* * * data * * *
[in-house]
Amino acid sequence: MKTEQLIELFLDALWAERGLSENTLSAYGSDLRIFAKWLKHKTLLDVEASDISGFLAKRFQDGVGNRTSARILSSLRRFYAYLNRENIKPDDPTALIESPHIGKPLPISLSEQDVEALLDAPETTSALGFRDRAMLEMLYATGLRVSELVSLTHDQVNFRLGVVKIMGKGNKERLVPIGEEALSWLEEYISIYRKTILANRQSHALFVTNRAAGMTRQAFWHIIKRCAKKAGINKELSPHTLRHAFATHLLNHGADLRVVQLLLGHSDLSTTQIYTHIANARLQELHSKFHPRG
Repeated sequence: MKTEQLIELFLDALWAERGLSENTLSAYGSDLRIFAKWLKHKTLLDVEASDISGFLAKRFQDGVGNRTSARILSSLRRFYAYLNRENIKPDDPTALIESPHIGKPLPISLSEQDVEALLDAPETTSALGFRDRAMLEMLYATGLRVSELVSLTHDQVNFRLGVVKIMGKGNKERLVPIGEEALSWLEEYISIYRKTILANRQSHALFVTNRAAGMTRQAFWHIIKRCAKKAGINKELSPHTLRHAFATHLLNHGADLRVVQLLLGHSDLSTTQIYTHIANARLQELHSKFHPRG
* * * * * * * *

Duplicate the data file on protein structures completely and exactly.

[in-house]
Amino acid sequence: MKTEQLIELFLDALWAERGLSENTLSAYGSDLRIFAKWLKHKTLLDVEASDISGFLAKRFQDGVGNRTSARILSSLRRFYAYLNRENIKPDDPTALIESPHIGKPLPISLSEQDVEALLDAPETTSALGFRDRAMLEMLYATGLRVSELVSLTHDQVNFRLGVVKIMGKGNKERLVPIGEEALSWLEEYISIYRKTILANRQSHALFVTNRAAGMTRQAFWHIIKRCAKKAGINKELSPHTLRHAFATHLLNHGADLRVVQLLLGHSDLSTTQIYTHIANARLQELHSKFHPRG
Repeated sequence: MKTEQLIELFLDALWAERGLSENTLSAYGSDLRIFAKWLKHKTLLDVEASDISGFLAKRFQDGVGNRTSARILSSLRRFYAYLNRENIKPDDPTALIESPHIGKPLPISLSEQDVEALLDAPETTSALGFRDRAMLEMLYATGLRVSELVSLTHDQVNFRLGVVKIMGKGNKERLVPIGEEALSWLEEYISIYRKTILANRQSHALFVTNRAAGMTRQAFWHIIKRCAKKAGINKELSPHTLRHAFATHLLNHGADLRVVQLLLGHSDLSTTQIYTHIANARLQELHSKFHPRG